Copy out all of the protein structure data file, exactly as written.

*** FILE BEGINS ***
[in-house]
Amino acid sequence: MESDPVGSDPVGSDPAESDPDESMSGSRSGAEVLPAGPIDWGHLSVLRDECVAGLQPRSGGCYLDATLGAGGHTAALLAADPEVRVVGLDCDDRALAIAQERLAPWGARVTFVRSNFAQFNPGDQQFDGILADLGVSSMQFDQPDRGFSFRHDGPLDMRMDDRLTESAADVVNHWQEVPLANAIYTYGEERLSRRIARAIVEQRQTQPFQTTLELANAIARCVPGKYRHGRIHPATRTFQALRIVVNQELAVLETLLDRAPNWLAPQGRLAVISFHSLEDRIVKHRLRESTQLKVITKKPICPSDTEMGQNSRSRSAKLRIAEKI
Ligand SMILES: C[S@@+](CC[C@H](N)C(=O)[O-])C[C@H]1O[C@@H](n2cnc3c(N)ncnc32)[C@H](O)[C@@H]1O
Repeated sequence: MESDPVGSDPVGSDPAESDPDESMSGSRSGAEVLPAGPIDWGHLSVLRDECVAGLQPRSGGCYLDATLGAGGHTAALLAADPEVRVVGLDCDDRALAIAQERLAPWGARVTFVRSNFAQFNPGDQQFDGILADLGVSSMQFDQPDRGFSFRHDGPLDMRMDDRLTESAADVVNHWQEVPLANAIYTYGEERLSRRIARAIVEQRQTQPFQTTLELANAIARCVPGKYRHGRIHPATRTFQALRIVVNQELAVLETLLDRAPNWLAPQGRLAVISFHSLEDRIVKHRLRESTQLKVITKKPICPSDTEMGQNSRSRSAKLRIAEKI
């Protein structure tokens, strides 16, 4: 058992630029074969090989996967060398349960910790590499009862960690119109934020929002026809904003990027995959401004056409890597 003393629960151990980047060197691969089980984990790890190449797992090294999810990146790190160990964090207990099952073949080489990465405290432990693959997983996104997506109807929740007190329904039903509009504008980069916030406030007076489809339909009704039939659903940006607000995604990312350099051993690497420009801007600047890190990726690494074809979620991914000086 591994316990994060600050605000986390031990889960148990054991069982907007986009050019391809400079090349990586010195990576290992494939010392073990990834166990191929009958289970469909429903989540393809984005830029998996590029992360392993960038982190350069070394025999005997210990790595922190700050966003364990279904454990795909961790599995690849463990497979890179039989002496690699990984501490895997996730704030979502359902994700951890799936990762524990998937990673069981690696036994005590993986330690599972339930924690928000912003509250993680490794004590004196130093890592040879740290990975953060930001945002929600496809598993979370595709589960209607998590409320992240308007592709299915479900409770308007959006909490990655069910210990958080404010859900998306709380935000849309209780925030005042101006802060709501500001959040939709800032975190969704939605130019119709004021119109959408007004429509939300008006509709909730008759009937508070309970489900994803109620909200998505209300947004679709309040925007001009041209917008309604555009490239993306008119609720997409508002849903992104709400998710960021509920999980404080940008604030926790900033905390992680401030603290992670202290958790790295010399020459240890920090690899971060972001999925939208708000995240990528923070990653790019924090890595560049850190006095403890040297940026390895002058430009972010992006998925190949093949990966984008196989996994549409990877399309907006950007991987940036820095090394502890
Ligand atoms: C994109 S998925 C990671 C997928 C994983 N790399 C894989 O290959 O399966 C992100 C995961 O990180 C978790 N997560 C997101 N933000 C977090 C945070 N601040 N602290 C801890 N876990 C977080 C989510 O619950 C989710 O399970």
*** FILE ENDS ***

[in-house]
Amino acid sequence: MESDPVGSDPVGSDPAESDPDESMSGSRSGAEVLPAGPIDWGHLSVLRDECVAGLQPRSGGCYLDATLGAGGHTAALLAADPEVRVVGLDCDDRALAIAQERLAPWGARVTFVRSNFAQFNPGDQQFDGILADLGVSSMQFDQPDRGFSFRHDGPLDMRMDDRLTESAADVVNHWQEVPLANAIYTYGEERLSRRIARAIVEQRQTQPFQTTLELANAIARCVPGKYRHGRIHPATRTFQALRIVVNQELAVLETLLDRAPNWLAPQGRLAVISFHSLEDRIVKHRLRESTQLKVITKKPICPSDTEMGQNSRSRSAKLRIAEKI
Ligand SMILES: C[S@@+](CC[C@H](N)C(=O)[O-])C[C@H]1O[C@@H](n2cnc3c(N)ncnc32)[C@H](O)[C@@H]1O
Repeated sequence: MESDPVGSDPVGSDPAESDPDESMSGSRSGAEVLPAGPIDWGHLSVLRDECVAGLQPRSGGCYLDATLGAGGHTAALLAADPEVRVVGLDCDDRALAIAQERLAPWGARVTFVRSNFAQFNPGDQQFDGILADLGVSSMQFDQPDRGFSFRHDGPLDMRMDDRLTESAADVVNHWQEVPLANAIYTYGEERLSRRIARAIVEQRQTQPFQTTLELANAIARCVPGKYRHGRIHPATRTFQALRIVVNQELAVLETLLDRAPNWLAPQGRLAVISFHSLEDRIVKHRLRESTQLKVITKKPICPSDTEMGQNSRSRSAKLRIAEKI
């Protein structure tokens, strides 16, 4: 058992630029074969090989996967060398349960910790590499009862960690119109934020929002026809904003990027995959401004056409890597 003393629960151990980047060197691969089980984990790890190449797992090294999810990146790190160990964090207990099952073949080489990465405290432990693959997983996104997506109807929740007190329904039903509009504008980069916030406030007076489809339909009704039939659903940006607000995604990312350099051993690497420009801007600047890190990726690494074809979620991914000086 591994316990994060600050605000986390031990889960148990054991069982907007986009050019391809400079090349990586010195990576290992494939010392073990990834166990191929009958289970469909429903989540393809984005830029998996590029992360392993960038982190350069070394025999005997210990790595922190700050966003364990279904454990795909961790599995690849463990497979890179039989002496690699990984501490895997996730704030979502359902994700951890799936990762524990998937990673069981690696036994005590993986330690599972339930924690928000912003509250993680490794004590004196130093890592040879740290990975953060930001945002929600496809598993979370595709589960209607998590409320992240308007592709299915479900409770308007959006909490990655069910210990958080404010859900998306709380935000849309209780925030005042101006802060709501500001959040939709800032975190969704939605130019119709004021119109959408007004429509939300008006509709909730008759009937508070309970489900994803109620909200998505209300947004679709309040925007001009041209917008309604555009490239993306008119609720997409508002849903992104709400998710960021509920999980404080940008604030926790900033905390992680401030603290992670202290958790790295010399020459240890920090690899971060972001999925939208708000995240990528923070990653790019924090890595560049850190006095403890040297940026390895002058430009972010992006998925190949093949990966984008196989996994549409990877399309907006950007991987940036820095090394502890
Ligand atoms: C994109 S998925 C990671 C997928 C994983 N790399 C894989 O290959 O399966 C992100 C995961 O990180 C978790 N997560 C997101 N933000 C977090 C945070 N601040 N602290 C801890 N876990 C977080 C989510 O619950 C989710 O399970």